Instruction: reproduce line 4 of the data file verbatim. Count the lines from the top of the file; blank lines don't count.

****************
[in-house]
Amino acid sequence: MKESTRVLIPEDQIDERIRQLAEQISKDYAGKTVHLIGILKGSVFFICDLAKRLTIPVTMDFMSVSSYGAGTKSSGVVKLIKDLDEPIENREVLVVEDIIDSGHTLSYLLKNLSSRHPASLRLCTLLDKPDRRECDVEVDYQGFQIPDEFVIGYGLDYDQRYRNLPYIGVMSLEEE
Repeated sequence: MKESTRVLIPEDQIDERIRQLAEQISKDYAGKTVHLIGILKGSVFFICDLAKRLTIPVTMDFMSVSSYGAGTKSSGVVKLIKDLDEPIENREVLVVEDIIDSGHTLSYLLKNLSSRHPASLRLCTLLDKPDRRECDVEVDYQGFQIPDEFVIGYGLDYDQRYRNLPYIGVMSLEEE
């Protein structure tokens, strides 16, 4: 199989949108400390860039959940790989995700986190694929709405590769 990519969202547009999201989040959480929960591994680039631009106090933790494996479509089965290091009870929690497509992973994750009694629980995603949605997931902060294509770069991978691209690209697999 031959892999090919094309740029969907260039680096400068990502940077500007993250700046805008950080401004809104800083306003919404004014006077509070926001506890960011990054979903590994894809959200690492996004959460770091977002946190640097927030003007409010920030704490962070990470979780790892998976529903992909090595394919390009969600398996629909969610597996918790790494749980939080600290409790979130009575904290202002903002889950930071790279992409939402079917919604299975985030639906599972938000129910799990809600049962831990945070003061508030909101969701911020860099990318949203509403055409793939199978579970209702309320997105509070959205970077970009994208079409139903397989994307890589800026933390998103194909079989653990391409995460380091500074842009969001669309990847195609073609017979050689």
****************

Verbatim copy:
């Protein structure tokens, strides 16, 4: 199989949108400390860039959940790989995700986190694929709405590769 990519969202547009999201989040959480929960591994680039631009106090933790494996479509089965290091009870929690497509992973994750009694629980995603949605997931902060294509770069991978691209690209697999 031959892999090919094309740029969907260039680096400068990502940077500007993250700046805008950080401004809104800083306003919404004014006077509070926001506890960011990054979903590994894809959200690492996004959460770091977002946190640097927030003007409010920030704490962070990470979780790892998976529903992909090595394919390009969600398996629909969610597996918790790494749980939080600290409790979130009575904290202002903002889950930071790279992409939402079917919604299975985030639906599972938000129910799990809600049962831990945070003061508030909101969701911020860099990318949203509403055409793939199978579970209702309320997105509070959205970077970009994208079409139903397989994307890589800026933390998103194909079989653990391409995460380091500074842009969001669309990847195609073609017979050689």